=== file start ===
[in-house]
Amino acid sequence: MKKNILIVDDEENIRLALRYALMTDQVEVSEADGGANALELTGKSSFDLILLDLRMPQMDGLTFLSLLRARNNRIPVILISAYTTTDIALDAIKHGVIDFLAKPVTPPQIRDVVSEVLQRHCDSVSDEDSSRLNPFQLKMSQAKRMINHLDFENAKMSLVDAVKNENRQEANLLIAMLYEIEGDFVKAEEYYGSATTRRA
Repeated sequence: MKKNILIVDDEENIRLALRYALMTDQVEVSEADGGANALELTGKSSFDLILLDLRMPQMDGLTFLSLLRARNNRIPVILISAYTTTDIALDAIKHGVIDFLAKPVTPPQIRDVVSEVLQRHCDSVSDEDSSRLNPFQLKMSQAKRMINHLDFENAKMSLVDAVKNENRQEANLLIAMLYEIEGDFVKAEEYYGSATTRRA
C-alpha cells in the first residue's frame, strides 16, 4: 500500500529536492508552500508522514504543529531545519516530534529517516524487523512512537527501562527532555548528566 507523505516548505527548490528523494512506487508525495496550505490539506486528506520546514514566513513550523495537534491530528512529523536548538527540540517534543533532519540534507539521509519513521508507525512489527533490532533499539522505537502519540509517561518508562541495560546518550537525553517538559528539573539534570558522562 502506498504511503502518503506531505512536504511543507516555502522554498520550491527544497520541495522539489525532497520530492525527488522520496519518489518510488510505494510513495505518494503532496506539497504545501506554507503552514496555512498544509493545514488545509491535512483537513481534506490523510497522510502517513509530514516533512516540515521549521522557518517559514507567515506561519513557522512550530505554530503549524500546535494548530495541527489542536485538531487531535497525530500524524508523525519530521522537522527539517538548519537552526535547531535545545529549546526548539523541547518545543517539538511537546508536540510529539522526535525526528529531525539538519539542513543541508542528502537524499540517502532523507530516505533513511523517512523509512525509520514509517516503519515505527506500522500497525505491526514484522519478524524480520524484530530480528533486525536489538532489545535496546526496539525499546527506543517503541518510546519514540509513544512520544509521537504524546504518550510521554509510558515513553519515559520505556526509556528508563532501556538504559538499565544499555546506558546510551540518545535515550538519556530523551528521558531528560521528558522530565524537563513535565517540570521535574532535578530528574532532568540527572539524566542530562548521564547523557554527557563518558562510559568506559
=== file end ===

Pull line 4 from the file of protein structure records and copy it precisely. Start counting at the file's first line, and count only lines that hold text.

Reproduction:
C-alpha cells in the first residue's frame, strides 16, 4: 500500500529536492508552500508522514504543529531545519516530534529517516524487523512512537527501562527532555548528566 507523505516548505527548490528523494512506487508525495496550505490539506486528506520546514514566513513550523495537534491530528512529523536548538527540540517534543533532519540534507539521509519513521508507525512489527533490532533499539522505537502519540509517561518508562541495560546518550537525553517538559528539573539534570558522562 502506498504511503502518503506531505512536504511543507516555502522554498520550491527544497520541495522539489525532497520530492525527488522520496519518489518510488510505494510513495505518494503532496506539497504545501506554507503552514496555512498544509493545514488545509491535512483537513481534506490523510497522510502517513509530514516533512516540515521549521522557518517559514507567515506561519513557522512550530505554530503549524500546535494548530495541527489542536485538531487531535497525530500524524508523525519530521522537522527539517538548519537552526535547531535545545529549546526548539523541547518545543517539538511537546508536540510529539522526535525526528529531525539538519539542513543541508542528502537524499540517502532523507530516505533513511523517512523509512525509520514509517516503519515505527506500522500497525505491526514484522519478524524480520524484530530480528533486525536489538532489545535496546526496539525499546527506543517503541518510546519514540509513544512520544509521537504524546504518550510521554509510558515513553519515559520505556526509556528508563532501556538504559538499565544499555546506558546510551540518545535515550538519556530523551528521558531528560521528558522530565524537563513535565517540570521535574532535578530528574532532568540527572539524566542530562548521564547523557554527557563518558562510559568506559